In the carpeted corridor, Crik takes a glance out the window through which he blew smoke. The landscape below looks familiar but … different. The trees seem taller, the hedges thicker.
In the driveway, a scooter glides by without wheels. Crik gasps. “Whoa. Is that magnetic levitation?” He watches the little vehicle round the tall hedge, out of sight. ‘But doesn’t mag-lev run over a rail?’ There’s no rail out there, just the ordinary driveway. ‘If not mag-lev, what? Anti-gravity?’ Could such a break-thru occur without every young hi-tech dude fan noticing? ‘Have my attempts to keep up with cutting-edge technology fallen so far behind? Whistling softly, he shakes his head. ‘Rich guys and their toys.’
Whatever, now’s not the best time to be thinking of doing a Google search. Better get out of this crime scene in a rich guy’s castle before anyone starts to ask embarrassing questions. ‘OK, punk, where’d you put the diamonds? I swear officer, it wasn’t me, it was that well-known respectable businessman. Fingerprints? Uh, he made me touch it.’
As many times as Crik has catered there, it’s something he’s always wanted to do. At the top of a wide staircase, he looks both ways then slides down the banister. The foyer, with benches, closets, mirrors, and a ceiling going up to the second story, is as big as a small cottage where a hermit might live. A pink globular flower draws Crik over. The pie-shaped flower has … what? … a face? “Unpumpkinbelievable! It’s Miser Otten, he of late payments.”
“That’s Mister Otten to you.”
Crik spins around, smiling to hide his embarrassment.
A young woman stands, arms folded, one hand holding a watering can aimed at Crik like a fencer’s foil. Hair in spikes, she looks about Crik’s age, too old for a costume, unless she’s playing Peter Pan. She wears an exquisite cat suit with tail and pelt of a cheetah, the tawny color and the fuzzy markings. The rounded triangle ears and long white whiskers accentuate her exotic beauty, more stunning than anything that ever appeared on a Broadway stage.
She’s frowning, and pointing doorward with the watering pot. “Visitors by appointment only. People do live here. And don’t appreciate intruders. So out, now.” She flicks the pot’s stem at him like a sword.
‘Good,’ Crik thinks. ‘No questions. No need to explain over-staying my welcome.’ He bows agreeably. On his way, Crik points at floral face of the owner. “My compliments to your horticulturist – bonsai gone bonkers.” Smiling, he admires her appearance. ‘Actually, that fur, that shape, in a weird sort of way …’
Her ears swivel. She re-aims her can at the wide, closed door.
‘God, how does she do that? That suit is a marvel.’ Crik crosses his eyebrows. “By the way, great costume. Nobody in Cats could touch it. You must’ve been the highlight of the party last night.”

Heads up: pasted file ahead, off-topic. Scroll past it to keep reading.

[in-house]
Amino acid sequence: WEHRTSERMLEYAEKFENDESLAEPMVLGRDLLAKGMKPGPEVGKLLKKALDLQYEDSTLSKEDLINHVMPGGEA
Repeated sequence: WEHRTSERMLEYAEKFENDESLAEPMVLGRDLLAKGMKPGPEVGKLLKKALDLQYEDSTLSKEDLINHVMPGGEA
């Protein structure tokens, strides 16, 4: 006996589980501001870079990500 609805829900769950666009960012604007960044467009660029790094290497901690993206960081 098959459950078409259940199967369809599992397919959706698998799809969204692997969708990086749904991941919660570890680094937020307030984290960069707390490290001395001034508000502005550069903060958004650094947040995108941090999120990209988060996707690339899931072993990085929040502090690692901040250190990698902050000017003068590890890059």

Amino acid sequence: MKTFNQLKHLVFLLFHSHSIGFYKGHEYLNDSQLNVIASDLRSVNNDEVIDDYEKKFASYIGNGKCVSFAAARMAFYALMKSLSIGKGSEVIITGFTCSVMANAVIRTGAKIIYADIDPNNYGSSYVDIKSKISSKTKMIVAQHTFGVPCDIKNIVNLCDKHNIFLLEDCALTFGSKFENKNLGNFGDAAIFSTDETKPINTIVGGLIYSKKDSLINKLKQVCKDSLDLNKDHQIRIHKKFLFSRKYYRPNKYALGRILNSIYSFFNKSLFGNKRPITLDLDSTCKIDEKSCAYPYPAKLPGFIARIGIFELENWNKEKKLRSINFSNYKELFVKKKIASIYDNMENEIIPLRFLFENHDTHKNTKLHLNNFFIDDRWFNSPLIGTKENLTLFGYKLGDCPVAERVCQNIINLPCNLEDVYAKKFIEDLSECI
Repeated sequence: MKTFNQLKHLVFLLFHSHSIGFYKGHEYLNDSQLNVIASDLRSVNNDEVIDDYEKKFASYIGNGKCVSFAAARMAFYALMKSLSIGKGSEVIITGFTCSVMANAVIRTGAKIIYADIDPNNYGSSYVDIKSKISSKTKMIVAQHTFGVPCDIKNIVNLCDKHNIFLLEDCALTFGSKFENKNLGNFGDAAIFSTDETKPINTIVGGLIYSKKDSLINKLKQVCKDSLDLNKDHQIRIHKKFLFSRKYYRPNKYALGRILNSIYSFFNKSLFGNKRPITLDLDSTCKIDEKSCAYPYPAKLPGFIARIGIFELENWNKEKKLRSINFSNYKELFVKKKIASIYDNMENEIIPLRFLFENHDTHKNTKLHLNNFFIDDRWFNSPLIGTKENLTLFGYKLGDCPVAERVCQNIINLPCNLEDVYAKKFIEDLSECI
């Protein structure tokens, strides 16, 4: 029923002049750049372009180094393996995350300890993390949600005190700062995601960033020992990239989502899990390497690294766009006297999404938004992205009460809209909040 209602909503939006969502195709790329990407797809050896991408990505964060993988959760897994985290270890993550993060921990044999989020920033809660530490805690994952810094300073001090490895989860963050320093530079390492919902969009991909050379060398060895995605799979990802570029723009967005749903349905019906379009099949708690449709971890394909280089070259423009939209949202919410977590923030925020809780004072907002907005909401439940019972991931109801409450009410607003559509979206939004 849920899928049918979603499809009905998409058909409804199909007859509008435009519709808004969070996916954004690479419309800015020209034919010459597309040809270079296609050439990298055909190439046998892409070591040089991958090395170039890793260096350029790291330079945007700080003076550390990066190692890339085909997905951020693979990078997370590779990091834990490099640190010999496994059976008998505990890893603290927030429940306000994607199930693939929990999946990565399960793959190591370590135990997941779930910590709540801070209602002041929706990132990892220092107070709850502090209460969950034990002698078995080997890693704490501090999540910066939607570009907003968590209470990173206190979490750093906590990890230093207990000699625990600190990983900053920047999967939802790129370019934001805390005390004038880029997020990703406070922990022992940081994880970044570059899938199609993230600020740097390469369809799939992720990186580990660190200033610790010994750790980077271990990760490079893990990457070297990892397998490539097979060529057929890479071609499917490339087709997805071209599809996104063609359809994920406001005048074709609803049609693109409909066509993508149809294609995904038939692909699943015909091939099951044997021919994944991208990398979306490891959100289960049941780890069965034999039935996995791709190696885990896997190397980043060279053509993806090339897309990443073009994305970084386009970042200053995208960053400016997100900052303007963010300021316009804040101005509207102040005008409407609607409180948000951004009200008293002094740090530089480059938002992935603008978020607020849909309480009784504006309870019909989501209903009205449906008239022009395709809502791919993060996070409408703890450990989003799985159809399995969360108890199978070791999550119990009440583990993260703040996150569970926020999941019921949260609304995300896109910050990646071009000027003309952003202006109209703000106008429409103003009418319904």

“Typical. You tourists.” Her tail swishes. “You trespassed the boundary between public museum and private home.” Again she aims her can at the exit.
“Museum?” Crik takes in the wood panels, thick carpet, chandelier. ‘Luxurious, but antique?’ On the wall is a mirror in an old, carved frame; a grandfather clock stands nearby. ‘Part of this mansion is a museum? Did Mister Otten designate part of his mini palace as a museum so he could get a tax writeoff? OTT. Miser Otten suits.’
At the other end of the foyer, researcher Yuri Ivanov, in his beret and lab coast, badly buttoned, enters, looking glum. Yuri and Tepper, the young woman, greet each other by name. ‘So they’re on familiar terms,’ Crik thinks, ‘but could they live together? Niece and uncle? Him on his way to work?’
At the doorway Yuri pauses by Crik. Looking askance at the short guy beside him, Crik sniffs, thinking, ‘This human fire hydrant knows a beauty in a cat suit and he smells like burnt plastic.’ Crik moves away a step. ‘What’s going on here? Must’ve been a hell of a costume ball last night.’ He pulls the front door open.
In the distance, the skyline has a tall slender structure that looks like the Space Needle. When did that go up? How could he never have noticed it before? ‘Man, who am I? Rip VanWinkle?’ Crik turns to the newcomer. “You recognize that building? I thought I knew this town like the sag in my sofa.”
From behind them, Tepper says, “Which would be in your own home.”
Hatted head tilted to one side, Yuri examines Crik. “Dead ringer.” He looks back at the mistress of the house. “Tepper, where’d you dig him up?”
“Never seen him before.” Tepper narrows her yellow eyes emanating sovereignty. “Just another amateur history buff slash intruder.”
Snorting, Crik turns from the lab-coated Yuri to the cat-suited Tepper, shaking his head. ‘So like the rich, to talk about you as if you’re not even there. Well, here I am.’ Crik tugs his shirt sleeves, rejoining, “Neither. Just another caterer slash late riser who missed his paycheck and his ride out of here.” Crik nods at Yuri. “You going downtown?”